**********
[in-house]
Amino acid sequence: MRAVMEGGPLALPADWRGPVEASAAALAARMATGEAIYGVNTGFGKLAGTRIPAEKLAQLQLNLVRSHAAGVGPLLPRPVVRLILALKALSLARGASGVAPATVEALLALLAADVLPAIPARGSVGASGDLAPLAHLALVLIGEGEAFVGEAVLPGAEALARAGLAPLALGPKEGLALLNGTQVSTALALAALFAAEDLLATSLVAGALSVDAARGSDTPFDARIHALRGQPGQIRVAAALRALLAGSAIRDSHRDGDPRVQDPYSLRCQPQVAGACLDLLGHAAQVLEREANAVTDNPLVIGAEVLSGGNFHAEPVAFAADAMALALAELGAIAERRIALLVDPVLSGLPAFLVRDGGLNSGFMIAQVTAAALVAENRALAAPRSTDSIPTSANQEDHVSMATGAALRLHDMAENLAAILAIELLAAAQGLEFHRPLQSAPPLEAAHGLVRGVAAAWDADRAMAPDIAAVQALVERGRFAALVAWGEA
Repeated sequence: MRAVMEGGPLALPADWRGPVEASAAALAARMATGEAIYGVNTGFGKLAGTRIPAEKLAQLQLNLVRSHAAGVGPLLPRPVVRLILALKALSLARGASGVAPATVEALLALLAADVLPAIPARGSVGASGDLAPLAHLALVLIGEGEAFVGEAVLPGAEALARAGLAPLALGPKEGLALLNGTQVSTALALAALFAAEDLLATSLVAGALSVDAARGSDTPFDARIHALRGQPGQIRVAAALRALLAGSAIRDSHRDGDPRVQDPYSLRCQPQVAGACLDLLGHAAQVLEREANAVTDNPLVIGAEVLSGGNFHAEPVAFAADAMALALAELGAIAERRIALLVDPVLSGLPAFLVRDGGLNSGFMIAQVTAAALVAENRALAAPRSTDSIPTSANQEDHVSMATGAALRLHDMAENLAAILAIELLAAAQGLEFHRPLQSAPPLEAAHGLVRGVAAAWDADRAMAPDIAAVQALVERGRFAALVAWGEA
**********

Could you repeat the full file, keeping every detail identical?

[in-house]
Amino acid sequence: MRAVMEGGPLALPADWRGPVEASAAALAARMATGEAIYGVNTGFGKLAGTRIPAEKLAQLQLNLVRSHAAGVGPLLPRPVVRLILALKALSLARGASGVAPATVEALLALLAADVLPAIPARGSVGASGDLAPLAHLALVLIGEGEAFVGEAVLPGAEALARAGLAPLALGPKEGLALLNGTQVSTALALAALFAAEDLLATSLVAGALSVDAARGSDTPFDARIHALRGQPGQIRVAAALRALLAGSAIRDSHRDGDPRVQDPYSLRCQPQVAGACLDLLGHAAQVLEREANAVTDNPLVIGAEVLSGGNFHAEPVAFAADAMALALAELGAIAERRIALLVDPVLSGLPAFLVRDGGLNSGFMIAQVTAAALVAENRALAAPRSTDSIPTSANQEDHVSMATGAALRLHDMAENLAAILAIELLAAAQGLEFHRPLQSAPPLEAAHGLVRGVAAAWDADRAMAPDIAAVQALVERGRFAALVAWGEA
Repeated sequence: MRAVMEGGPLALPADWRGPVEASAAALAARMATGEAIYGVNTGFGKLAGTRIPAEKLAQLQLNLVRSHAAGVGPLLPRPVVRLILALKALSLARGASGVAPATVEALLALLAADVLPAIPARGSVGASGDLAPLAHLALVLIGEGEAFVGEAVLPGAEALARAGLAPLALGPKEGLALLNGTQVSTALALAALFAAEDLLATSLVAGALSVDAARGSDTPFDARIHALRGQPGQIRVAAALRALLAGSAIRDSHRDGDPRVQDPYSLRCQPQVAGACLDLLGHAAQVLEREANAVTDNPLVIGAEVLSGGNFHAEPVAFAADAMALALAELGAIAERRIALLVDPVLSGLPAFLVRDGGLNSGFMIAQVTAAALVAENRALAAPRSTDSIPTSANQEDHVSMATGAALRLHDMAENLAAILAIELLAAAQGLEFHRPLQSAPPLEAAHGLVRGVAAAWDADRAMAPDIAAVQALVERGRFAALVAWGEA